"Peppermint is an important part of that positive change. With the benefit of hindsight, the lesson is clear. You need to really think about your business and your underlying processes and your operating rhythm before layering technology on top. If you are layering good technology on bad processes chaos will rule. Sort out how you want your business to run, and then integrate the technology.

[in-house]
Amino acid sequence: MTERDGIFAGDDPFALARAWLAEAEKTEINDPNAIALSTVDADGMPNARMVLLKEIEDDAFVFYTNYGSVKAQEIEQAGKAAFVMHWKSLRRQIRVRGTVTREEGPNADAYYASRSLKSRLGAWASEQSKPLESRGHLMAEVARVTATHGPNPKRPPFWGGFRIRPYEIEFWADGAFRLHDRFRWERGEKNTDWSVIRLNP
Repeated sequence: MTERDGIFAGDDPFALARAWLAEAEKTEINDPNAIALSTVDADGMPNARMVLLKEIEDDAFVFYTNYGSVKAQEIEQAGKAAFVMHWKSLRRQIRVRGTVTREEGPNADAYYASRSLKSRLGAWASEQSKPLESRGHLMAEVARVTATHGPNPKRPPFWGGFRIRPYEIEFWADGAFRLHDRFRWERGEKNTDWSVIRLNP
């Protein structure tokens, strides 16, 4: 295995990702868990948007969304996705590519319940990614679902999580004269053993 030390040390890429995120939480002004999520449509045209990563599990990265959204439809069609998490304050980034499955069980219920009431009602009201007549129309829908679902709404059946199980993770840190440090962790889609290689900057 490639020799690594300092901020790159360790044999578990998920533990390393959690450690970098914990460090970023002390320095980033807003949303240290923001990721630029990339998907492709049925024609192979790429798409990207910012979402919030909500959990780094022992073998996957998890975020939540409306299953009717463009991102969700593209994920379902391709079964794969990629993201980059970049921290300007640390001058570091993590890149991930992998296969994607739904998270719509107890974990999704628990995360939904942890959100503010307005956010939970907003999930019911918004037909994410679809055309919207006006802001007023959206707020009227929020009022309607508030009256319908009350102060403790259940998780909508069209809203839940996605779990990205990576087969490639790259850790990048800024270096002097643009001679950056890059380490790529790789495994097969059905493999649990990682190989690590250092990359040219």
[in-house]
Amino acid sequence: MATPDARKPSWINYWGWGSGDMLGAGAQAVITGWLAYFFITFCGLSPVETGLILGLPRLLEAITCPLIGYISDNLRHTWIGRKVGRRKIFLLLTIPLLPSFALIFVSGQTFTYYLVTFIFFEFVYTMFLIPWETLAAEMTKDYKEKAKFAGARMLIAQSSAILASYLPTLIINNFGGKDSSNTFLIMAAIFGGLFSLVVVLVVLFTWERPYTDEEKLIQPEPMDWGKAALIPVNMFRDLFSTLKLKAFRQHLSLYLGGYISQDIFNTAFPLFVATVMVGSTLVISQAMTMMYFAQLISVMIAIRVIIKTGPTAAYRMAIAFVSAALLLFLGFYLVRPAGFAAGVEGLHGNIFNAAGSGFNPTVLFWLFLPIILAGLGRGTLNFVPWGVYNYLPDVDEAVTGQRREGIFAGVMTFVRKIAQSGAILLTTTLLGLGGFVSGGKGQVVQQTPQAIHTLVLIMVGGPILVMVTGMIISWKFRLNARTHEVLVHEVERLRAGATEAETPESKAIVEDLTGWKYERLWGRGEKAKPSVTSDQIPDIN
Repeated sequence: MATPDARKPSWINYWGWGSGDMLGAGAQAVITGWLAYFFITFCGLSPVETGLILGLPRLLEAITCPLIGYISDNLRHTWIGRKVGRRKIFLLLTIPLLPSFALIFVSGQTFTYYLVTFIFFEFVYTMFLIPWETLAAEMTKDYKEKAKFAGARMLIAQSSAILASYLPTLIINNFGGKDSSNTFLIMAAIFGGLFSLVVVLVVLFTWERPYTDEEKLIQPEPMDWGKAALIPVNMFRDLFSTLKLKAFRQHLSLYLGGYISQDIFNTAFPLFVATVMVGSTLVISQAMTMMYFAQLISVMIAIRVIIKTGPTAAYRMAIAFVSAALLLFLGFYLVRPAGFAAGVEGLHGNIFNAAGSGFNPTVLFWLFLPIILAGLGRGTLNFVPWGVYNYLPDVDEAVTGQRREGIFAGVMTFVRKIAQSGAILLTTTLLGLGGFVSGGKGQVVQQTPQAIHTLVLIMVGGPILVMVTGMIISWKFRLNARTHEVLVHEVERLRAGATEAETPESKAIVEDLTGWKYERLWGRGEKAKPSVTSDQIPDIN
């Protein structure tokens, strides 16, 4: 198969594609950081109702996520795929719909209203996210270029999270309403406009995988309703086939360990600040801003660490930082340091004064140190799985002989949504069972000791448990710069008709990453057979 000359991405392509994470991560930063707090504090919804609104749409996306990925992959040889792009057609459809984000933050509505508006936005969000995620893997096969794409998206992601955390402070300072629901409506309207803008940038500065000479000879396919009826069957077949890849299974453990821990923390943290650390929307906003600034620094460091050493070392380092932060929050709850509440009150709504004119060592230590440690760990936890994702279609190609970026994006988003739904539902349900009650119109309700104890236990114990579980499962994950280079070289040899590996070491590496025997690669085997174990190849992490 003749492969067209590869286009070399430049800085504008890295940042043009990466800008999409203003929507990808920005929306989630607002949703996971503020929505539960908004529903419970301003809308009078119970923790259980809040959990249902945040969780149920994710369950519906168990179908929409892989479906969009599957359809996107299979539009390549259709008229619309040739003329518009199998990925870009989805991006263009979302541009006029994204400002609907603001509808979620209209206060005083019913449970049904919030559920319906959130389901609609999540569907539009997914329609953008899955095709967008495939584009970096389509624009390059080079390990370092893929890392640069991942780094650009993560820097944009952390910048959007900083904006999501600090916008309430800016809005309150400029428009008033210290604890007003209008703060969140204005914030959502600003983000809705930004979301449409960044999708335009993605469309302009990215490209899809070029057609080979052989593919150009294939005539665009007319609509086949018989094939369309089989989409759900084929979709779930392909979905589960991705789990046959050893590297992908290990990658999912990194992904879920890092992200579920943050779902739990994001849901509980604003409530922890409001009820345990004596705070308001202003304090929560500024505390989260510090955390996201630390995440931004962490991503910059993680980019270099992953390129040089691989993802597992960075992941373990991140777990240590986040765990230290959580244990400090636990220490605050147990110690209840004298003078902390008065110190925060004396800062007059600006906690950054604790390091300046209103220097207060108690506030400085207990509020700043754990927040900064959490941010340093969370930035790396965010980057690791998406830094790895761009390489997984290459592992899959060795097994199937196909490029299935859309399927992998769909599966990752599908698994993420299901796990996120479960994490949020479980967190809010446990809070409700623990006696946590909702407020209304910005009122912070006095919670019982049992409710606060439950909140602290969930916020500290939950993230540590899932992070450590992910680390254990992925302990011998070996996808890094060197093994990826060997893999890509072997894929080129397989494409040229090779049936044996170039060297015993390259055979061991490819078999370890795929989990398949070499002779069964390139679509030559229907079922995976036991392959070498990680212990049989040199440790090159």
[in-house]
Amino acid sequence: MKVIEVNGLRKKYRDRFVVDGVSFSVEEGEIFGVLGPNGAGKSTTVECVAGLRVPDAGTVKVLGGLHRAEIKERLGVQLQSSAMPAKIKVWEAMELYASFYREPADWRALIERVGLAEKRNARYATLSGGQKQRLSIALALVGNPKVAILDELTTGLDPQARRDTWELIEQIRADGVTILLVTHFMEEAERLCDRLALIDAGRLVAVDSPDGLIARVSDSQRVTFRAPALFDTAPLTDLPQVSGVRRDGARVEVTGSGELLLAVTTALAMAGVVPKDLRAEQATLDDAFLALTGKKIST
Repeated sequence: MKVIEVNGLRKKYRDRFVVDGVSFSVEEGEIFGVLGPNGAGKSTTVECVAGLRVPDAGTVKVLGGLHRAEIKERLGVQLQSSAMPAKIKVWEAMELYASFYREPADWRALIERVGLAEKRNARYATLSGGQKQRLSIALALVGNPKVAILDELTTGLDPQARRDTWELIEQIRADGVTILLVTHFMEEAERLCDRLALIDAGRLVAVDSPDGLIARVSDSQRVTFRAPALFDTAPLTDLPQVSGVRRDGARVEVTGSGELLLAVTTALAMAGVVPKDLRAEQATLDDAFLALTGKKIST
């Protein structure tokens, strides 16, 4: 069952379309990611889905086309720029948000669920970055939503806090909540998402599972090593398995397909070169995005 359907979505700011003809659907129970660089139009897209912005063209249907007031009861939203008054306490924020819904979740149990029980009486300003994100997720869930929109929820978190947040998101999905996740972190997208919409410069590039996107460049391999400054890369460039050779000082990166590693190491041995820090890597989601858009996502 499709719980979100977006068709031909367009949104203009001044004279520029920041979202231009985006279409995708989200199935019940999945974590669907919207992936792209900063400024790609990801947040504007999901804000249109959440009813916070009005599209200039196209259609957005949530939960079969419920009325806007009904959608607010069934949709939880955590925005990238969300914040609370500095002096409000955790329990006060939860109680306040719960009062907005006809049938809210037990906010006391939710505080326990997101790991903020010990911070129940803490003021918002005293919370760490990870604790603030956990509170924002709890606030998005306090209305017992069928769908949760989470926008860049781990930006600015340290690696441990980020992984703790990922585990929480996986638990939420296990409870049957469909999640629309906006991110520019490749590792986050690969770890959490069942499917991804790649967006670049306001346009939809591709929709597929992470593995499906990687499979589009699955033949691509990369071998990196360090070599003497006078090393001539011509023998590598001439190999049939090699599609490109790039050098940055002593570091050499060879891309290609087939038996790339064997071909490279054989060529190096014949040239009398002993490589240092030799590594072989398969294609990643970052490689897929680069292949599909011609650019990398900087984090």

"We've done that, and the benefits are flowing. Technology is not on the periphery. Peppermint is part of and core to everything. There's a kind of alchemy here. We invested in technology to transform the firm. But turning lead into gold required us to layer the technology into an integrated strategy. It took planning to successfully use technology to empower our people, give them choice, and help us really understand and get closer to our customers," Sally Jones said.